You may have also noticed that not all logs rot at the same speed or in the same way in the forest. Oak rots from the bark inward (as many types of wood do), but birch leaves untouched bark tubes with rotten wood in them. That birch thing is quite interesting. It turns out that birch bark is waterproof and antifungal. In fact, that birch bark was and still is used to prevent wood rotting at ground contact points, for cabin beams in particular. One just wraps the beams in birch bark at the ground contact points so the bark contacts the ground instead of the wood. (It has to be protected and dry for this to work, though.)

Without oxygen, wood may be stable for a long time. I have some slabs from a tamarack log cut in the late 1800s, and it is in fine shape after being reclaimed from where it was embedded in a creek bank for over 100 years below the current water table. I know this because the log still bore the stamp from the now defunct logging company that cut it so many years ago. When we milled it, the log still had that characteristic Pine Sol smell that tamarack has!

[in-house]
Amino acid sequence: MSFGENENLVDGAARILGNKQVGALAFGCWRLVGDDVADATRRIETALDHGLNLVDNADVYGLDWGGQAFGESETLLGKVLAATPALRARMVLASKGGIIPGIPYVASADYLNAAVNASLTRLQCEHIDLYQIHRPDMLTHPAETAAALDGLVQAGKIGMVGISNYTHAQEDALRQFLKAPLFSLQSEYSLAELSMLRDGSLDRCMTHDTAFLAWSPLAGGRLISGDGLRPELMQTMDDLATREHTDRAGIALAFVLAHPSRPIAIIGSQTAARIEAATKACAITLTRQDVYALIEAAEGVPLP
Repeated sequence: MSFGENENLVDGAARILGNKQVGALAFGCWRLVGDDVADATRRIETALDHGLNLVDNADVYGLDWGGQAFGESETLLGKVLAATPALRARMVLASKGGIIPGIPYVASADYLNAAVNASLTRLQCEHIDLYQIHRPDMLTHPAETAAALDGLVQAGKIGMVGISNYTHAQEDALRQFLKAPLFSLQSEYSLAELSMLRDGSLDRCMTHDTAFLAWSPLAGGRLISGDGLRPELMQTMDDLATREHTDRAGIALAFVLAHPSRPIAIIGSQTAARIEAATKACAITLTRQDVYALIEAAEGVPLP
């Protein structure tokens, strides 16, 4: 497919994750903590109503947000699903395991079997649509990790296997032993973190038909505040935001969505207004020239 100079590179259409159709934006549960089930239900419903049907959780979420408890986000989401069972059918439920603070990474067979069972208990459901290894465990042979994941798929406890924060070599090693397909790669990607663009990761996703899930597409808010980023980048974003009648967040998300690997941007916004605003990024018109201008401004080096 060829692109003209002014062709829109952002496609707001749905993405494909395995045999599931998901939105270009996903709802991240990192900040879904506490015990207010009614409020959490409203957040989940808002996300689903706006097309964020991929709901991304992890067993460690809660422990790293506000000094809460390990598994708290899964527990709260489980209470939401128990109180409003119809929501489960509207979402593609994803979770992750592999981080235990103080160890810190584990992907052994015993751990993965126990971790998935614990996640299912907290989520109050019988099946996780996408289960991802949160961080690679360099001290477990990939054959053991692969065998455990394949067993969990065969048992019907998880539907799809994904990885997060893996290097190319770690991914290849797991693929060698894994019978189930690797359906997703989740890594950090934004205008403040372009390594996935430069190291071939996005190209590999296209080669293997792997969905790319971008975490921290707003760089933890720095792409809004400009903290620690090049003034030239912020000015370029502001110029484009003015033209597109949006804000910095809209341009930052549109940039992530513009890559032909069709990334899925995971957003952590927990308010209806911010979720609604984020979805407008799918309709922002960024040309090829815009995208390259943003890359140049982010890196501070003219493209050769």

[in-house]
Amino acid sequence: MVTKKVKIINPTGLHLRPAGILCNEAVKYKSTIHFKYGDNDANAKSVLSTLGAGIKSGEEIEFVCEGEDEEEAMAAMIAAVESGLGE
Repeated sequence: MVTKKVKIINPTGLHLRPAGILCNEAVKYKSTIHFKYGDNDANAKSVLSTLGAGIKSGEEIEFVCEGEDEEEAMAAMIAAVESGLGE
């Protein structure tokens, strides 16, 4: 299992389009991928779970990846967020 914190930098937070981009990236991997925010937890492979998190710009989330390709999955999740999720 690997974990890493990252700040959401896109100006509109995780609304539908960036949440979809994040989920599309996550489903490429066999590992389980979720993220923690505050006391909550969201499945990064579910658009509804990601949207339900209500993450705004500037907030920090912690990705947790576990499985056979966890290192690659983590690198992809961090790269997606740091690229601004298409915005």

This preservation due to high moisture and low oxygen is true of some of these old logs pulled from where they lay in deep water after sinking during the logging boom of the early U.S. These old growth logs are often reclaimed and milled up for specialty wood products due to their tight growth rings and exceptional durability for their species. Essentially in that low or no oxygen environment, there isn’t much of anything present that wants to eat wood. While you can prevent wood rotting by excluding oxygen in a water-saturated environment, this isn’t a useful method for most construction unless you are building a dock.